Athanasia had a dream of doing something similar one day and discussed it with me. I was very skeptical at first. We both thought that we weren’t there yet and we could not do it. But the idea continued tingling in our minds.
Then we won our first award for Marinière, one of our drone videos, and our whole psychology changed. We were confident to pitch our idea to the conference organisers. We planned to interpret the word “digitized” as the invasion of the digital into the physical world. And we got the job!
It is very difficult to tell apart our roles since we both do a bit of everything. We are both pilots, video editors, and animators.
For the Digitized video, Nestoras created the storyboard of the images that would appear based on our footage. He took care of the largest part of the montage and graphics, while I worked on stabilisation, motion tracking, animation and refinement of each scene.
But we both did a little bit of each other’s work, provided that we had more time available. And we both learned techniques we weren’t aware of before. This is our favorite way of working. Doing things we don’t know and learning from experience.
We both worked hard to create something original and thought about it for a long time before we got to the editing part. We brainstormed during our vacation days and finally agreed on a rough storyboard. That involved a few extra scenes that weren’t included in the final piece.
We used previously shot, but unused, footage as well as new scenes which we shot specifically for the part. We started the montage before we had all our footage available since our schedule was tight.
The planning and editing work was complete in a month, keeping in mind that we worked at night and on weekends. We weren’t alone though. We had great help from Ted Regklis, who composed the music and did the sound design.
There was footage from a lot of different parts of Greece. Most of it was shot in the north shorelines of Attiki, but there were some parts of southern Peloponnese and Chalkidiki as well. They are amazing regions. There is beauty in Greece in more places than just its islands!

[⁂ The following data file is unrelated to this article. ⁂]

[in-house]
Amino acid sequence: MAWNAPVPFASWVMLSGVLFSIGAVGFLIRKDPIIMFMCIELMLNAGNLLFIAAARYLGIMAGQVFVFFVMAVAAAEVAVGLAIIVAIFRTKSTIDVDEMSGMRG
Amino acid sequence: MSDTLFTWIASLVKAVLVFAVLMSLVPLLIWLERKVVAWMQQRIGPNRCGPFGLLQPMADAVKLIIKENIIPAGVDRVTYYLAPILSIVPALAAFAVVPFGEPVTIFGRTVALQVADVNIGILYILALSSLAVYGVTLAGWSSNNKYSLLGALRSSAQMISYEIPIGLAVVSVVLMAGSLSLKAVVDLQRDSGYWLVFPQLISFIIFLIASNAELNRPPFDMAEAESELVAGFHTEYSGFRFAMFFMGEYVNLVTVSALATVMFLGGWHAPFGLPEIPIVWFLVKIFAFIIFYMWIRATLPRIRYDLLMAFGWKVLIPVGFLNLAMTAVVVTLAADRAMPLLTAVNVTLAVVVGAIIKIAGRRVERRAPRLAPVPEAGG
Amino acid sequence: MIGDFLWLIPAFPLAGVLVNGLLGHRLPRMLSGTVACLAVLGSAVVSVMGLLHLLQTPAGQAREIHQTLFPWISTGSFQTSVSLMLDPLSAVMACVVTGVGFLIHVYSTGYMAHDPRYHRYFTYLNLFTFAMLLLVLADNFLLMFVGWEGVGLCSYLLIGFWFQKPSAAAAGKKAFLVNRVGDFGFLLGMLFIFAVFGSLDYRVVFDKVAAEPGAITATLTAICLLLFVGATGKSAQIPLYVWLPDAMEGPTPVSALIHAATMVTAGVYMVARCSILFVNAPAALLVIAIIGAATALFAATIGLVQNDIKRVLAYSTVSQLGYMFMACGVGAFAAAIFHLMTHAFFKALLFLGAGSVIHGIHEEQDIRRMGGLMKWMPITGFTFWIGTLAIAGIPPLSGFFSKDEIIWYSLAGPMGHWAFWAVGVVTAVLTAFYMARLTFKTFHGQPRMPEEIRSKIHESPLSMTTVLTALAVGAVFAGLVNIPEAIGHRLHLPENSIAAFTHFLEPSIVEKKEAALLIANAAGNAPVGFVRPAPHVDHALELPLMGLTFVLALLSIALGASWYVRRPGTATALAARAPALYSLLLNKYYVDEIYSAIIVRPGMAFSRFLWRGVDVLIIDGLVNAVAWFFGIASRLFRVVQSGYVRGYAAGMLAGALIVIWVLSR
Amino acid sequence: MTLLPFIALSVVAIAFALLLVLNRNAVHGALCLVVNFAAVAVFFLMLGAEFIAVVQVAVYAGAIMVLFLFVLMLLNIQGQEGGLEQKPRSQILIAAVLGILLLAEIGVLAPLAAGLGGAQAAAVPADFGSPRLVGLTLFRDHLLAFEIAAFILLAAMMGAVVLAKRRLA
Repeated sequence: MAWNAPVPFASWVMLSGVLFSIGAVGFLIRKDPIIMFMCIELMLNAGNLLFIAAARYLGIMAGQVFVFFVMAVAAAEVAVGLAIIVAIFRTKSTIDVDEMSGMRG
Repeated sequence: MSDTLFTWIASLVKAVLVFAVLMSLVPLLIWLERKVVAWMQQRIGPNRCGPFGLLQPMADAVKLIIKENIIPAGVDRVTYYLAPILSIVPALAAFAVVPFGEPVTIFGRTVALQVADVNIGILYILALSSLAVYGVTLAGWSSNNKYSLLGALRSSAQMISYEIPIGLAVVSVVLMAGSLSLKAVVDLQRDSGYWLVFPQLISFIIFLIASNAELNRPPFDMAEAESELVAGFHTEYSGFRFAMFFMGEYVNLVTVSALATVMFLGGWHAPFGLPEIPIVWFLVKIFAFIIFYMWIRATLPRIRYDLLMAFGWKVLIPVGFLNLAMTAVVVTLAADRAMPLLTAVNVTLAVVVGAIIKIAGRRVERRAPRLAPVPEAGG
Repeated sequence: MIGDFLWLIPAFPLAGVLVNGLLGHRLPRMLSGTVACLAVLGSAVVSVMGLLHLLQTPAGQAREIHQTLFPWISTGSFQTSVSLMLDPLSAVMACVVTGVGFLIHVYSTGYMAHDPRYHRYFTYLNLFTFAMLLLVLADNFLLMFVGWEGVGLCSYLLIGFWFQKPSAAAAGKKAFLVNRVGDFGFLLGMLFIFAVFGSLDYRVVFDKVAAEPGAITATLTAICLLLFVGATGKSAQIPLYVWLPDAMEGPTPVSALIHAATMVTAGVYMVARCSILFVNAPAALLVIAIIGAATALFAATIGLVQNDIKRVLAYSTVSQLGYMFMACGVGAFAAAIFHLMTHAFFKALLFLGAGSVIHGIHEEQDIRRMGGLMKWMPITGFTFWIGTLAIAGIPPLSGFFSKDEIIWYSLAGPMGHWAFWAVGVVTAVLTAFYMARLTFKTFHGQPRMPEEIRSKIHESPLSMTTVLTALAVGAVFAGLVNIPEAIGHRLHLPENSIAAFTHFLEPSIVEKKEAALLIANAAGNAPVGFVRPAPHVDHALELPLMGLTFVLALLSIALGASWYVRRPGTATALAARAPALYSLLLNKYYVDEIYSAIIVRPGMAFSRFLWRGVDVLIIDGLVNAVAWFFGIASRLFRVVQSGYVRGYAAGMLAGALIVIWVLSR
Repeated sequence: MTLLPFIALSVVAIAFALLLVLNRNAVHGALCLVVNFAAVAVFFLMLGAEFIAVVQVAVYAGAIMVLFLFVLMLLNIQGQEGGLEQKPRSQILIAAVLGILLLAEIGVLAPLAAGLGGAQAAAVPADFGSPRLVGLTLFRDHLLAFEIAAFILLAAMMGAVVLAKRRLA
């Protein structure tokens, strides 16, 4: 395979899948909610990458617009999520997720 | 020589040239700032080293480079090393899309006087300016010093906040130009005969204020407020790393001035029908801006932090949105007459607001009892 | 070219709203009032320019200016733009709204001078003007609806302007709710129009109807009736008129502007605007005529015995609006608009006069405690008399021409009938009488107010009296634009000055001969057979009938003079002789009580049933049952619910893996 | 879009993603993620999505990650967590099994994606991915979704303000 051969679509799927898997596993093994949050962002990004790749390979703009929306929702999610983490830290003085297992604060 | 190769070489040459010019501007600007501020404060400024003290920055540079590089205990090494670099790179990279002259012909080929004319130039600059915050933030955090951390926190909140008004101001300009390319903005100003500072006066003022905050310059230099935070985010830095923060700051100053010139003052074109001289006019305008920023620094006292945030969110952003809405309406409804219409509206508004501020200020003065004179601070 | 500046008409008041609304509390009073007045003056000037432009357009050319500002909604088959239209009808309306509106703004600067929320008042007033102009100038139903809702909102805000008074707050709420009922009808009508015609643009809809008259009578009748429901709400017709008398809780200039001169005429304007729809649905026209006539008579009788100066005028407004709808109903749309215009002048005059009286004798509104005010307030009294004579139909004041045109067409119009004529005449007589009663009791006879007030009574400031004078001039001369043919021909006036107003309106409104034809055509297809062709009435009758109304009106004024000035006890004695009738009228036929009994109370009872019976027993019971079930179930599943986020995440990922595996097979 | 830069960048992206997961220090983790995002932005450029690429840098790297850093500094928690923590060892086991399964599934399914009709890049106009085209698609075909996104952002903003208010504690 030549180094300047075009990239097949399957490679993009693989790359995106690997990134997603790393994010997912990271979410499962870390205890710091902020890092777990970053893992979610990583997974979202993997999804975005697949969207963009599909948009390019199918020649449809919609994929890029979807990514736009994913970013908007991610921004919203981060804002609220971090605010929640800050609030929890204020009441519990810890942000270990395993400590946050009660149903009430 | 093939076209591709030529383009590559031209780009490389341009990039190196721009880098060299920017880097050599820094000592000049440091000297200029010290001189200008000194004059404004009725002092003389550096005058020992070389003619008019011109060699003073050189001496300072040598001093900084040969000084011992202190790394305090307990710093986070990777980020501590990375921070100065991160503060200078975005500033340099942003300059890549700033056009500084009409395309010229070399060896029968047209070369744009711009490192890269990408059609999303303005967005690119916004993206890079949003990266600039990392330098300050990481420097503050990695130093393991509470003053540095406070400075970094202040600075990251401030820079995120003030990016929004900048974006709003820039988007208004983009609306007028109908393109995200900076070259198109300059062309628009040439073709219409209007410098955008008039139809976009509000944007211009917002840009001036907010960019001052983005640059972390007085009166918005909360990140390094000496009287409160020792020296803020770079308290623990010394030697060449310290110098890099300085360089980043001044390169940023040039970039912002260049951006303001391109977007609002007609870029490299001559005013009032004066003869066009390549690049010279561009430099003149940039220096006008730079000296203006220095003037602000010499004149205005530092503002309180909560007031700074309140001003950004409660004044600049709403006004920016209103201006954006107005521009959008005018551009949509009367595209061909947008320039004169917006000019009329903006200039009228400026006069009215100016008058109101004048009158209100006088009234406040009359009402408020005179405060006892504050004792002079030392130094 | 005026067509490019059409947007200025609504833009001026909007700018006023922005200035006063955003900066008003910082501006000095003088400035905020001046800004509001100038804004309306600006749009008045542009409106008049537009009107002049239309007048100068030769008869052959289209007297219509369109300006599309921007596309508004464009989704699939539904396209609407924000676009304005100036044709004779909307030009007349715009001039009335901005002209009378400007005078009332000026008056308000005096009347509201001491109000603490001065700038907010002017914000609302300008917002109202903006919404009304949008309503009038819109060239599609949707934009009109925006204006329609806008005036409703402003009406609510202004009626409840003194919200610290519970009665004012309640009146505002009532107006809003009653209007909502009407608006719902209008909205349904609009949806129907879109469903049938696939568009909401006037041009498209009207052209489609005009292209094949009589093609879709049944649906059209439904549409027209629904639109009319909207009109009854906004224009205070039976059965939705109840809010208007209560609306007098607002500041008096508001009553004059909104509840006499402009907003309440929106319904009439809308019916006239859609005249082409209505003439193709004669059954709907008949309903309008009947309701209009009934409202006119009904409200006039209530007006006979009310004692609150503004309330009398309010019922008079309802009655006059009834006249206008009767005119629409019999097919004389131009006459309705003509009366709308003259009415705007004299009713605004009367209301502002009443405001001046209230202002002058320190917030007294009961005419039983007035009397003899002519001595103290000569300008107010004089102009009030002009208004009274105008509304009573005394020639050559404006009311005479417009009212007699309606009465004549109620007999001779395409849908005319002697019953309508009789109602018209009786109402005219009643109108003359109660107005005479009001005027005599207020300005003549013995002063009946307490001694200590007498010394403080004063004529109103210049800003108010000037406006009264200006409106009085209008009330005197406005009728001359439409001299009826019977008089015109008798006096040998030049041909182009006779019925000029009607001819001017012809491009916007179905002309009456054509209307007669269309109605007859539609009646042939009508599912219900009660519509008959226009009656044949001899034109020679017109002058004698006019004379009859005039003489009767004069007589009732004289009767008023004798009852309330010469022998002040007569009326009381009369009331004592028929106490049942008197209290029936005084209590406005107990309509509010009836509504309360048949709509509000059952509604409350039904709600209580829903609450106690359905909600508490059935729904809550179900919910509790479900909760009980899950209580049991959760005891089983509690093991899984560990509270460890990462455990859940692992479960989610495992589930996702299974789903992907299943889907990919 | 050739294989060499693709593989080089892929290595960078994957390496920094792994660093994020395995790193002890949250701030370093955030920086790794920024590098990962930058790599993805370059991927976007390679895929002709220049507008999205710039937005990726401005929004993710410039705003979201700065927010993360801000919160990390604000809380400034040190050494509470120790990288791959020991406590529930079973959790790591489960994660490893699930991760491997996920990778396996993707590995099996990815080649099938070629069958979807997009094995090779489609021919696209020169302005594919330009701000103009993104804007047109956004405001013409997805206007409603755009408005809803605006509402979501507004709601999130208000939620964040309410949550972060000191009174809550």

We love this question because we get to say that we did not shoot in 4K!
We owned the DJI Phantom 3 Advanced at the time which shot video up to 2.7K. We just used this one drone and we were very positively surprised at how durable and reliable it was!
Apart from our drone, we used a GoPro Hero 4 Black and a Panasonic Lumix G3. The GoPro shots were 1080p and 720p because we wanted more frames/second and our mirrorless camera could only shoot 1080p anyway.
So with just an enthusiast’s drone, an action camera, and an old micro four thirds, we managed to get this outcome. We have upgraded all our gear since then so that we have the best image quality for our future videos.
What largely contributed to the quality of the video was the work that was done in post production. We used Adobe Premiere for the edit, grading and some effects, Adobe After Effects for animations, tracking and main effects and Mocha for advanced stabilisation and motion tracking.
The diversity of the footage was one of the most difficult aspects to deal with. We had to take into consideration the similarity of location, time of the day, the weather and see if we could merge the sequences and make it work.
Serious colour manipulation took place to have a seamless image and even transition between the scenes. The merging of different footage into one surreal image could become easier only after we had matching colours.
Motion tracking was also one of the most challenging tasks. Specifically in the zooming out part before the main title, where everything moves to significantly different places.
Adding special effects without using 3D modeling or 3D animation was a great challenge as well.
Last but not least, we had to invent an enabler in our storyline, one that would introduce the digital elements into the physical landscape. There was a serious debate over what that element would be and in the video is our final decision, in the form of a light beam.